World leaders have reacted to Biden’s presidency — and are now showing what they really thought of Trump

Ahmed Twaij
·4-min read
'Más una voluntad que un programa político': los comentaristas rusos han reaccionado al discurso de inauguración de Biden (AP)
'Más una voluntad que un programa político': los comentaristas rusos han reaccionado al discurso de inauguración de Biden (AP)

What a difference a day makes. America sat glued to their screens this week, watching Joe Biden’s inauguration as the 46th President of the United States with joy and hope. The rest of the world, however, let out a collective sigh of relief. The return of diplomacy and international relations came not a minute too soon.

Donald J Trump, over the last four years, destroyed America’s reputation across the globe. From unilaterally withdrawing from the Iran deal, despite significant rebuke from allies, to pulling out of the Paris Climate Agreement, the former president persistently chose to please his (minority) fanbase ahead of the global community. His efforts have, since 2016, caused US global trustworthiness to plummet by 50 percent, the sharpest drop of any country.

The swearing in of Biden sent an instant message that America is ready to bring back normalcy. Unlike the public mockery world leaders often displayed toward the chaotic previous administration, it feels like the world can once more take the US seriously.

Aware of the broken international relationships, Biden’s inaugural speech attempted to repair these ties. Addressing “those beyond our borders”, Biden proclaimed, “America has been tested and we have come out stronger for it. We will repair our alliances and engage with the world once again.”

Within hours of his official swearing-in, the Biden administration proceeded to implement swathes of changes. First and foremost, Biden acted to immediately reinstate ties with the World Health Organization. Today, Dr Fauci will be participating in a WHO meeting discussing plans to tackle Covid-19. With so many lives at risk, this administration, as Jen Psaki, the new White House press secretary, puts it, is “not wasting time.”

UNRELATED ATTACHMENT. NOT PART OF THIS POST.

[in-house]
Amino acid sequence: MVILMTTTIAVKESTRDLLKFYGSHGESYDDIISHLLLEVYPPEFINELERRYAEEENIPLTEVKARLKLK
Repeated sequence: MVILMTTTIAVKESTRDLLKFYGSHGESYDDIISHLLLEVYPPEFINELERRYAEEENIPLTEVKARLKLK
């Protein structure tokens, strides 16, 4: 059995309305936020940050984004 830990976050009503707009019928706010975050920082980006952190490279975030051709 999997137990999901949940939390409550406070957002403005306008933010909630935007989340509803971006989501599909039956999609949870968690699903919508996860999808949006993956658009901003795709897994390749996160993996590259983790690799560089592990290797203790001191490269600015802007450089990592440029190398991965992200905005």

Biden also spared no time in rejoining the Paris Climate Agreement, signing an executive order as an instrument of ratification. The move tells the world that the US is once more dedicated to greener future and battling climate change.

A subtle change noticed by many Twitter users was the name of the US Ambassador to Israel’s Twitter being changed from “US Ambassador to Israel” to “US Ambassador to Israel, the West Bank and Gaza.” Although it was quickly changed back, the slip suggested America would once again taking a stand against Israel's illegal land theft, something long condemned by other countries but which had been greenlit by Trump. It’s a small detail, but an indication toward a colossal shift in policy. Biden has, throughout his transition period, proposed a return to the policy of appointing a consul to Palestinians separate from the Ambassador of Israel. It will be interesting to see if he does implement this when push comes to shove.

Global leaders have responded optimistically to the change in administration — and some have issued a couple of well-placed parting digs at Trump. Ursula von der Leyen, President of the EU Commission, tweeted, “The United States is back. And Europe stands ready. To reconnect with an old and trusted partner, to breathe new life into our cherished alliance.”

Iran was even more bold. President Hassan Rouhani, in a televised cabinet meeting, said that he was grateful “a tyrant's era came to an end.” Unnecessary tensions between the US and Iran led to a complete breakdown of relations during the Trump presidency, causing bilateral instances of violence. Rouhani seemed to imply that it was time to return to warmer, Obama-era diplomatic relations, after years of sanctions from the Trump team which affected ordinary Iranians the worst.

For those who still want to believe America is the “leader of the free world”, having a president who believes in science, data and facts is a welcome change.

Biden has shown his ability to flip the nation’s course and reputation on a dime, but greater challenges ensue. Maintaining the trust of foreign leaders will be difficult, given the ease with which Trump reversed prior agreements. Reversing Trump-era decisions also has its own consequences: the fact that Biden reversed the controversial Keystone XL pipeline on his first day without much discussion with Canadian officials, for instance, is said to have put some of Canada’s noses out of joint. Though it is not thought to have been a deliberate snub, Biden will have to proceed carefully as he undoes some of Trump’s promises, and bear in mind that much of Trump’s bombast will have been taken seriously by other world leaders.